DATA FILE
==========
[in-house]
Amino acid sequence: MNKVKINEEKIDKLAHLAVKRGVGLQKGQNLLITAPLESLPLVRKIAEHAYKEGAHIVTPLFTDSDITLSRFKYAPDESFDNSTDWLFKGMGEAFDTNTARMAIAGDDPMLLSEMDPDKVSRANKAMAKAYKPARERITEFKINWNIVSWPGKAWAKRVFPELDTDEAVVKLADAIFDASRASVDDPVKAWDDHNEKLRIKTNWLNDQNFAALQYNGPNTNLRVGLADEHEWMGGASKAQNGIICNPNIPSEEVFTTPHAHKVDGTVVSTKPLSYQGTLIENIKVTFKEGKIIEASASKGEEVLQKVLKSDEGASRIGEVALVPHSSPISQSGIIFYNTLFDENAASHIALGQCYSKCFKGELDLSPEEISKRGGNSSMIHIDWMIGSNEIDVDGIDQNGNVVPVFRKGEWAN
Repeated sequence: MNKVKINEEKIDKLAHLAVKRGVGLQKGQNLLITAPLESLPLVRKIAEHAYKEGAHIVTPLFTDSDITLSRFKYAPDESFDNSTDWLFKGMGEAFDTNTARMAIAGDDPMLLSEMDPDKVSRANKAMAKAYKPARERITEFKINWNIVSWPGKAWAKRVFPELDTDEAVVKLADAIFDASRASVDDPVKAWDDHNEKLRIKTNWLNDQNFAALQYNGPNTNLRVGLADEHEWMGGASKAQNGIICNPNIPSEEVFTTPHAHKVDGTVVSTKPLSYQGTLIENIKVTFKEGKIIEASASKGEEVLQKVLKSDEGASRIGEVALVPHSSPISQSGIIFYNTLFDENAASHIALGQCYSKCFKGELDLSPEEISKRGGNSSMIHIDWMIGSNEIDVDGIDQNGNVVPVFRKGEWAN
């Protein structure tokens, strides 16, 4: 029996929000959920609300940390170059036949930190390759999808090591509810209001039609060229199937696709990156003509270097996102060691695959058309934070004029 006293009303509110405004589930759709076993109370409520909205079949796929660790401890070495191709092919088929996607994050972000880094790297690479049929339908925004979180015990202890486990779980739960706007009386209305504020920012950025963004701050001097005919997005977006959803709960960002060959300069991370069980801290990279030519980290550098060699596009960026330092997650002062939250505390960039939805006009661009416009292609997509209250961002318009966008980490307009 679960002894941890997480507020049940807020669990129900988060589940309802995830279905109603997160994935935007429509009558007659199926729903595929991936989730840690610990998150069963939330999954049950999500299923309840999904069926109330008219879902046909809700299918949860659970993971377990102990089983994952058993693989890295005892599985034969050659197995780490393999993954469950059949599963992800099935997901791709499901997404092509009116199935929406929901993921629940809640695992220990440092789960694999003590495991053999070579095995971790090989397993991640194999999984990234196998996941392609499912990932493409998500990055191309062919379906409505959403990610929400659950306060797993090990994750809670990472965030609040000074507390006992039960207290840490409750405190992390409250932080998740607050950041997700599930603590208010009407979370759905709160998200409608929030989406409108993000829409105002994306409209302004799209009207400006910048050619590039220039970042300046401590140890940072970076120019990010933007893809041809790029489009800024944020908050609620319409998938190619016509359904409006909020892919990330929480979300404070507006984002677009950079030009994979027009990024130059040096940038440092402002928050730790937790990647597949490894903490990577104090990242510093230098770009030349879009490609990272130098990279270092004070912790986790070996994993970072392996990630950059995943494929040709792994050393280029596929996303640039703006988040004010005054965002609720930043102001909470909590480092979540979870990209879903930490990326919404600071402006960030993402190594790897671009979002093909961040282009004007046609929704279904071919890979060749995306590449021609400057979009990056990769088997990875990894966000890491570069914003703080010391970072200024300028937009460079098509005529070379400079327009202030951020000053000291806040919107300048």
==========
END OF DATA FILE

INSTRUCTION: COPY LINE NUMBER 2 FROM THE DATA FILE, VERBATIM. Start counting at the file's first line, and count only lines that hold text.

Amino acid sequence: MNKVKINEEKIDKLAHLAVKRGVGLQKGQNLLITAPLESLPLVRKIAEHAYKEGAHIVTPLFTDSDITLSRFKYAPDESFDNSTDWLFKGMGEAFDTNTARMAIAGDDPMLLSEMDPDKVSRANKAMAKAYKPARERITEFKINWNIVSWPGKAWAKRVFPELDTDEAVVKLADAIFDASRASVDDPVKAWDDHNEKLRIKTNWLNDQNFAALQYNGPNTNLRVGLADEHEWMGGASKAQNGIICNPNIPSEEVFTTPHAHKVDGTVVSTKPLSYQGTLIENIKVTFKEGKIIEASASKGEEVLQKVLKSDEGASRIGEVALVPHSSPISQSGIIFYNTLFDENAASHIALGQCYSKCFKGELDLSPEEISKRGGNSSMIHIDWMIGSNEIDVDGIDQNGNVVPVFRKGEWAN